Grasshopper's Suda 51

On the Wii, No More Heroes - and bowel movements.

As an interviewer, you live for these magic moments. 30 minutes after walking into the Wii Flat, Nintendo's slightly stilted attempt to recreate a hip, trendy young socialite's disturbingly Wii-focused living room, things have taken a peculiar turn.

Suda 51, the founder of Grasshopper Manufacture and creative mind behind Killer 7 and the forthcoming No More Heroes (step through the magic words of blue to enter a world of preview), is sitting on the sofa with a massive grin on his face, looking astonishingly pleased with himself. Beside him, the game's sound director Takuda Masafumi is holding his face in his hands and shaking his head. The translator, Grasshopper's bubbly Japanese PR girl, has gone bright red and covered her mouth with her hand.

Pidgin Japanese and some rather graphic hand gestures inform us that Suda 51 has just described the creative process behind No More Heroes as being like sitting on a toilet and, er, pinching off a loaf. Dropping the kids off at the pool. Laying a cable. Translation difficulties allowing, we're pretty sure that it's the first time a game developer has actually told us in an interview that his game is a turd.

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"I don't know if I should translate this!", squeals the flustered translator. "It's really nasty!" She shakes her head. "You're dirty," she tells Suda, who grins even more widely. The sound director still has his head in his hands. It's all going rather well, we reckon.

Holding Out For A Hero

Rewind a few minutes, and you'd have seen Suda 51 (the name isn't as pretentious as it seems; his real name, "Goichi", reads as five (Go) - one (ichi) in Japanese, so it's an obvious nickname) casually playing through the first level of No More Heroes with practised nonchalance. As his fingertips play over the controller and his wrist flicks the Wiimote around, the game's unlikely assassin hero cuts, thrusts and decapitates through waves of enemies, cutting a stylish swathe of death through a grand mansion in search of his ultimate prey.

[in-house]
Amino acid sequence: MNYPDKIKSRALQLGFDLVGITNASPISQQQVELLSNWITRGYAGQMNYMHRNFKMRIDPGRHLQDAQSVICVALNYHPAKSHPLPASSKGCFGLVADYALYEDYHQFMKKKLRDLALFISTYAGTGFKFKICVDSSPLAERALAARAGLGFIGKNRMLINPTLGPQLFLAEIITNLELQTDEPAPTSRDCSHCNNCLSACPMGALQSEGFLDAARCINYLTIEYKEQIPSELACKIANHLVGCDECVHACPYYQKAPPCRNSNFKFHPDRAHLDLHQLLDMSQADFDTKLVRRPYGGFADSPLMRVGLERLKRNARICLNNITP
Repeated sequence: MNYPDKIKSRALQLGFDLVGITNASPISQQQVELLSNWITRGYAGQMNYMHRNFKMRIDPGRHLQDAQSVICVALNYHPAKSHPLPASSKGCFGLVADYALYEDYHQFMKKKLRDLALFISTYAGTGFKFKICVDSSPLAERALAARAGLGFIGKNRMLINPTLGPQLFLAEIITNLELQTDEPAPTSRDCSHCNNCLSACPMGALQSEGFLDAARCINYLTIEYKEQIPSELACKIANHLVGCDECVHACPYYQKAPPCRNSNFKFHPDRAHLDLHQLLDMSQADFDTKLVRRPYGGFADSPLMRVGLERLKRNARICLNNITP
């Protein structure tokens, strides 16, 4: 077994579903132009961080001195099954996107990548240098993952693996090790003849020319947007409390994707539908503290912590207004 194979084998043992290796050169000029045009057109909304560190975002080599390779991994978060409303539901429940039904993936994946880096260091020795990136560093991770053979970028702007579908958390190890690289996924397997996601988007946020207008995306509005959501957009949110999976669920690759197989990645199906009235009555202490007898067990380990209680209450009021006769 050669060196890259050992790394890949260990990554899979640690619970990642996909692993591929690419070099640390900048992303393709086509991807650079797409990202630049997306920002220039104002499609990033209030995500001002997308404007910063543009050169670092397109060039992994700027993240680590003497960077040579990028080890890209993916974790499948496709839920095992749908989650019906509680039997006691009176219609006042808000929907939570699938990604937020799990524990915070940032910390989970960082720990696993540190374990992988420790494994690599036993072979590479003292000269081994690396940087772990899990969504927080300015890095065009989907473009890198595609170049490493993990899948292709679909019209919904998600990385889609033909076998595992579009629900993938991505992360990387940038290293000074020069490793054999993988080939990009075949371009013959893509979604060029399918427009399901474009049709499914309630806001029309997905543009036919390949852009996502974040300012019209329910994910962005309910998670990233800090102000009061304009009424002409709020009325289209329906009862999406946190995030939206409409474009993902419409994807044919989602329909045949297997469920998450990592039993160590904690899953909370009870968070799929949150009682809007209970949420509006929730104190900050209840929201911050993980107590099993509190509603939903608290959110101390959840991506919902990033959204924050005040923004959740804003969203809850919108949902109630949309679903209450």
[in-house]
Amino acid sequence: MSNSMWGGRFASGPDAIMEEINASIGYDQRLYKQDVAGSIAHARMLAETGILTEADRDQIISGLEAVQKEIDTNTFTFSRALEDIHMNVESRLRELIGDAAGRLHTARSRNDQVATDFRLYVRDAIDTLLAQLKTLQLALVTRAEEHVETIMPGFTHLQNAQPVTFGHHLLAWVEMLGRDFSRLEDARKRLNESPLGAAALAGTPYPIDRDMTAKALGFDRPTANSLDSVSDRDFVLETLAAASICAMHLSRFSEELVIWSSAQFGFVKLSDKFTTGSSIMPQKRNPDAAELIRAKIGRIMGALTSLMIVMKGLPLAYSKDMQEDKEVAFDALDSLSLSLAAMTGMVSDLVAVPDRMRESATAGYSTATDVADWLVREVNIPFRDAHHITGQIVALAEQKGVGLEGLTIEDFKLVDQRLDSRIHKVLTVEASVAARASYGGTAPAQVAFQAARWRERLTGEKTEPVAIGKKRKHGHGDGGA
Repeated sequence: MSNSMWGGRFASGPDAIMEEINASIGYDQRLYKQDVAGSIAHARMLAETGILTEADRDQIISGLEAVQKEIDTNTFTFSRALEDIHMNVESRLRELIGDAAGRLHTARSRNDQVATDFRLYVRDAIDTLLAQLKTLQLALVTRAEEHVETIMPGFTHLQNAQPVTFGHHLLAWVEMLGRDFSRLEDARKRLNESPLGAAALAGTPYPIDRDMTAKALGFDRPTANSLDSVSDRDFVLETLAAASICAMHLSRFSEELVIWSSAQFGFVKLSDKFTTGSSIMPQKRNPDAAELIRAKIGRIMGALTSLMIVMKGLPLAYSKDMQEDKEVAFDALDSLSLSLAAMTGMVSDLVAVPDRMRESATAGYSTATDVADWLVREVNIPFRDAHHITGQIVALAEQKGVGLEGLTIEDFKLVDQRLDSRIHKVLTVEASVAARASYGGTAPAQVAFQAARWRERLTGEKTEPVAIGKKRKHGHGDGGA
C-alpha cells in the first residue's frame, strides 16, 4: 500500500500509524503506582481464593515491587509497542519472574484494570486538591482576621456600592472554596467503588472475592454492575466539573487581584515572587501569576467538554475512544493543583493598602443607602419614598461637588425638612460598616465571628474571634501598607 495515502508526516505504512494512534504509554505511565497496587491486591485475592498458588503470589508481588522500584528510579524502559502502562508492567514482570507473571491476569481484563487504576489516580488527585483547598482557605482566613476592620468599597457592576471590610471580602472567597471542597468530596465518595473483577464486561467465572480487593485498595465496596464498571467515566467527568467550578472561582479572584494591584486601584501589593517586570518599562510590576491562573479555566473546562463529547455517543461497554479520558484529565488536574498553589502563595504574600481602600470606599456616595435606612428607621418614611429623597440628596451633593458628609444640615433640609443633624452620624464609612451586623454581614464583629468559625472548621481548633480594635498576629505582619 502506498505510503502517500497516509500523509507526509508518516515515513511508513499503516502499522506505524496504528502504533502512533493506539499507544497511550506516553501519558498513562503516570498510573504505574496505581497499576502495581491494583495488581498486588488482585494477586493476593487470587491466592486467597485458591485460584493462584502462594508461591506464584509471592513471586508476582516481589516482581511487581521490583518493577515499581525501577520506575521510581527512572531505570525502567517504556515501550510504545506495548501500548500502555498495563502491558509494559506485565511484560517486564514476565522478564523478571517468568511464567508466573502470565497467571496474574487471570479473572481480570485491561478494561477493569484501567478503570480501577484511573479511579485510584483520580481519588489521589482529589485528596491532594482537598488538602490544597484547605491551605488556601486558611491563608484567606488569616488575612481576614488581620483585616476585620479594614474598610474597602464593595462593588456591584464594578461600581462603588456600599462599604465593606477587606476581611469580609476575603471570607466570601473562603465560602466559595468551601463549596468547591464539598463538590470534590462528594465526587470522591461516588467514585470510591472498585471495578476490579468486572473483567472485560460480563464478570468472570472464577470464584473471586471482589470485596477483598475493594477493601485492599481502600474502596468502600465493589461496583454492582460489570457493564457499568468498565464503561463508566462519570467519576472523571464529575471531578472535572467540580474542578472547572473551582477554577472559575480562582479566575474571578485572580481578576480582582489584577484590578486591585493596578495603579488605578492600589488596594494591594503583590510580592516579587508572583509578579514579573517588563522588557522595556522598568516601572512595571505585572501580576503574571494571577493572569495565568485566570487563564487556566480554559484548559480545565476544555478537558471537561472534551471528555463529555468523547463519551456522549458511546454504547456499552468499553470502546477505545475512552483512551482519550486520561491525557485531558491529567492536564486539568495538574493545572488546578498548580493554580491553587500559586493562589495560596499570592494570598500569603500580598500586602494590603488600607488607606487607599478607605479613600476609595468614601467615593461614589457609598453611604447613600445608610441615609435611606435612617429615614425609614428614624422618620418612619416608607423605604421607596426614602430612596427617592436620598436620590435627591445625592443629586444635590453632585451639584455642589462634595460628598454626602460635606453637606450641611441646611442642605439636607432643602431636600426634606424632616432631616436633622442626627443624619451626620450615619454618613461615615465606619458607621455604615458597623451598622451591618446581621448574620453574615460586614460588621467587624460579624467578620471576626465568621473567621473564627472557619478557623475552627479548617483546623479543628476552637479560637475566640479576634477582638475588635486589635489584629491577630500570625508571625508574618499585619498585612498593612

Suda makes it look easy. We doubt it actually is - but even if you can't quite pull off his skill, the game's style is still infectious. It's got sweary, stilted dialogue straight out of an eighties movie, menus and an interface that ape arcade machines of the Atari era, and stark, high contrast graphics which bring to mind Killer 7, without actually being quite the same. No More Heroes is more colourful, more silly and more over the top than its predecessor. It's also, by the looks of it, a lot more fun.

After the heavy, serious story of Killer 7, Suda is all about fun this time out. He's no stranger to the transition - this is, after all, a man who was working as an undertaker until he got bored of the dead and got a job with a videogames company, working on the wrestling games whose influence still shines through to this day.

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Okay, so never mind that - you want to know why he told us his game was like taking a shit. We understand. Without further ado, we'll hand the floor over to Suda51...

Eurogamer: When you finished Killer 7 and started working on this, what were the things that you wanted to accomplish? What was the objective you had in mind, which led to creating No More Heroes?

Suda 51: When I created Killer 7, that was more of a straight, complicated story - it was quite strict, quite stoic kind of stuff. I've always made games a bit like that, so the next thing I wanted to do was something totally different and totally new. That's where the idea actually came from - that with this game, I wanted to make something more refreshing, something indecent and crazy.

I also wanted to show that Grasshopper could make a different type of game. That was a big reason for making this game.

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Eurogamer: It shares a certain style with Killer 7 - lots of silhouettes and very black shadows. What kind of things have influenced that style, in terms of the media you enjoy yourself and the things you look at for art reference?

Suda 51: I'm in to a lot of different media - not only games and anime, but movies, TV drama, and many other kinds of entertainment. I watch Japanese movies, American movies, European movies - all sorts of things. I listen to lots of different kinds of music, too.

So, I get inspired by a lot of different things. A lot of people only listen to one kind of music, or they prefer one kind of movie or game - but I like to try everything. I think my inspiration is to mix together many kinds of different things, and to bring parts of all the things I like into my games. You could definitely see that in Killer 7, and it's there in No More Heroes as well - it's a real mixture.

You know, you can see on the screen, in No More Heroes you sit on the toilet to save the game - I guess making a game for me is a bit like that. When you take a shit, everything you've consumed is all mixed together, there are all sorts of things in that - and that's the same kind of idea, I think.

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